“Songwriting is easy!” I heard someone remark recently. She’s a musician so it wasn’t one of those disparaging remarks you sometimes hear (like the classic “newspaper reporter – that’s just a glorified typist, isn’t it?” I was once subjected to when I was training as a reporter).
Her comment was about the fact that sometimes if you get a creative idea it just ‘comes’. Raw idea to written words (or basic melody, or rough watercolour sketch, or whatever it might be) with a rapidity that surprises even the lucky recipient of the idea.
I had a ‘flash of inspiration’ moment only the other day. I’d just read a quote by the philosopher Goethe and it sparked off an idea for a song. Here’s the quote: “Dream no small dreams, for they have no power to move the hearts of men”. An idea for a verse and chorus based on this started forming as I worked on the day job. Soon afterwards, I got a call from a musician friend, Keith, who fronts a local band I’ve worked with on a couple of other songs. Keith had just had an idea for a melody but needed some lyric ideas for it.
The ballad-style melody had gone, as he put it, “from brain to guitar to recording” in just 15 minutes. He whizzed the audio file over on email and in one of those Eureka moments I realised it was exactly the right mood and tempo for the lyrics I had in mind. I added another two verses and typed the lot up in about an hour and Keith is now working on developing the music and lyrics together. (I’m hoping this will be another co-write for his band, Pimlico Road, who are currently rehearsing for a headline gig at London music venue The Troubadour next month.)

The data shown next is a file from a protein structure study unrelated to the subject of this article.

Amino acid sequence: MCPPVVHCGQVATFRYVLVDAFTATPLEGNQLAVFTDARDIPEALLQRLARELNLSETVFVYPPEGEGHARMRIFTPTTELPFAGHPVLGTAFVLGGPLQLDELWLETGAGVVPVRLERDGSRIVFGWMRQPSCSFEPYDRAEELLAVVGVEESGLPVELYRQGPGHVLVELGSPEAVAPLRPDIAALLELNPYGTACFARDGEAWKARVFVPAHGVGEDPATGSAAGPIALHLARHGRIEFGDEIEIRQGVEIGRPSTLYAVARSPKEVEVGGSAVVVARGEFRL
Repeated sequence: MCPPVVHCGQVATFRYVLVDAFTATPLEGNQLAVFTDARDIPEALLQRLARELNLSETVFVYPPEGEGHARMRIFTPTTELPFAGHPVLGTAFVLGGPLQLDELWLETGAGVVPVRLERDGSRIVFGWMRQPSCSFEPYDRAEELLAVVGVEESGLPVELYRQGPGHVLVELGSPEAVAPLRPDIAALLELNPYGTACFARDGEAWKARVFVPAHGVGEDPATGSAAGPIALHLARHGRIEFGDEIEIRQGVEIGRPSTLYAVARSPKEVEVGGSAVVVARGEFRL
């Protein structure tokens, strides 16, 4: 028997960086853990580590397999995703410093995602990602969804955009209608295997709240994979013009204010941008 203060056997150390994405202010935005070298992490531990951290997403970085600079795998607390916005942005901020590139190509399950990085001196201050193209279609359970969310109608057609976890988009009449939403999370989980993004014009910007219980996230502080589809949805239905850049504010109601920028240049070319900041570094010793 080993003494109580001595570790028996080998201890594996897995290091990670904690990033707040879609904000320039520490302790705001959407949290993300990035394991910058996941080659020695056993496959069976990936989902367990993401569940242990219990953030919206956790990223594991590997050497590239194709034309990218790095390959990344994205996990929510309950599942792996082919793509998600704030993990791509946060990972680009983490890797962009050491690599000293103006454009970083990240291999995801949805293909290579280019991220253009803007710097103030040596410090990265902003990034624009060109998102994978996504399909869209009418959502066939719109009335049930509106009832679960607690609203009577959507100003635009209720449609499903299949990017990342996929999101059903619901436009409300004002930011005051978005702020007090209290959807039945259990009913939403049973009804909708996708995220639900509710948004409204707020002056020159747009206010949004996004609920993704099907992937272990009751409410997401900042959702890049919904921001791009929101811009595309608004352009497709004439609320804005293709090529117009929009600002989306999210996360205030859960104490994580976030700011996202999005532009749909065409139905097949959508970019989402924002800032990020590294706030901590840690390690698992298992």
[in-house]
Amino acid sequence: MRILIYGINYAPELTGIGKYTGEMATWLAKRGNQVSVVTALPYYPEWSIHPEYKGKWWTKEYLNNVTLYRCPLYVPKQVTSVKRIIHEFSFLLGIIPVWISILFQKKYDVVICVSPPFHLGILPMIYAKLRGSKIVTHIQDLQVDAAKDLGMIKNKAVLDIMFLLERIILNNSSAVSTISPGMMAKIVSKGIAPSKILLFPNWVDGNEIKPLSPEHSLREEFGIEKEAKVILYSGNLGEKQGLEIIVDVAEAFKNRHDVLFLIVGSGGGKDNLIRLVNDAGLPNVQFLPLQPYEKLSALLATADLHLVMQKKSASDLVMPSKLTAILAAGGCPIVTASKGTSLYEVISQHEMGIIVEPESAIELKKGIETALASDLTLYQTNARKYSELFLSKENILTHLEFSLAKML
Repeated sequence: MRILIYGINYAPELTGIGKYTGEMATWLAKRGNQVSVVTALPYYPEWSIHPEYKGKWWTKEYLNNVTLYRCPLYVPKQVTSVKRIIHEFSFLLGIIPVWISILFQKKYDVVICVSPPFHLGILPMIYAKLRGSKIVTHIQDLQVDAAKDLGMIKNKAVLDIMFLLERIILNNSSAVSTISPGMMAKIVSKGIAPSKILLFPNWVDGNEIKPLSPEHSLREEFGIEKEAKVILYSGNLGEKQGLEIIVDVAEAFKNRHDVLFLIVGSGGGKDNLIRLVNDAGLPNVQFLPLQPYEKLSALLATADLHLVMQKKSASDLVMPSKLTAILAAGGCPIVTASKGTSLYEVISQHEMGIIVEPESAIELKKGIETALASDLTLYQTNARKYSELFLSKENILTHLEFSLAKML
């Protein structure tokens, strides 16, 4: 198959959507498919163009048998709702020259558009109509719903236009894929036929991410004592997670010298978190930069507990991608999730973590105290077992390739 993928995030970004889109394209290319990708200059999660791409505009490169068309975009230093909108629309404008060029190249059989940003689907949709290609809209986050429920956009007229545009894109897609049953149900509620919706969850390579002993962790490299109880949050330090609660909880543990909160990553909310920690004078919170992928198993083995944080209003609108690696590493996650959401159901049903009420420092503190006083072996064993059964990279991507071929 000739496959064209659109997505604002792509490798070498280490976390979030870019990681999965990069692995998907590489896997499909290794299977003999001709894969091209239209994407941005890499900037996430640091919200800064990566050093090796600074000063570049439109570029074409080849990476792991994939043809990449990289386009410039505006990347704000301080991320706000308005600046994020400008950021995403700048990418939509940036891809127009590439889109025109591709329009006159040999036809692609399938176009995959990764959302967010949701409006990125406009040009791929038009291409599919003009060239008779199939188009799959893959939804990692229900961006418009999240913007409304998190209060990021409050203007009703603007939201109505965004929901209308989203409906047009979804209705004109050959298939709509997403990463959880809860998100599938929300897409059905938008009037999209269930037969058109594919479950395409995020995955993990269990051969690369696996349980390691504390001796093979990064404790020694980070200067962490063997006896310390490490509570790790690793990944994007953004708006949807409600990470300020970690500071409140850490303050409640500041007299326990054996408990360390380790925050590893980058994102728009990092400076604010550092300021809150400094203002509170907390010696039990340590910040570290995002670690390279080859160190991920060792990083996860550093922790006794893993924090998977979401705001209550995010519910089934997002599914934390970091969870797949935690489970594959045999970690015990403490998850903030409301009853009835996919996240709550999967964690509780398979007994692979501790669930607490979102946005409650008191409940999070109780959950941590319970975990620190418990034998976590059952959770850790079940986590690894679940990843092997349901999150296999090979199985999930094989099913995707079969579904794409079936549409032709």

The speed with which the basics of the Goethe Song (working title!) were constructed made me wonder whether good songs can be (or should be) written at such a pace, so I posed the question “Is songwriting easy?” on the LinkedIn Lyric Writing Collaborations forum, and got some interesting answers. “Nothing worth doing is ever easy,” says Texas-based country music writer Mister G. “If it was all this easy then the artists would be all writing their own and we wouldn’t be needed.”
Robert Call, a songwriter from Boston, Massachussetts, says most of his songs “just come”, usually from real life, but that the post-lyric work is the hard bit.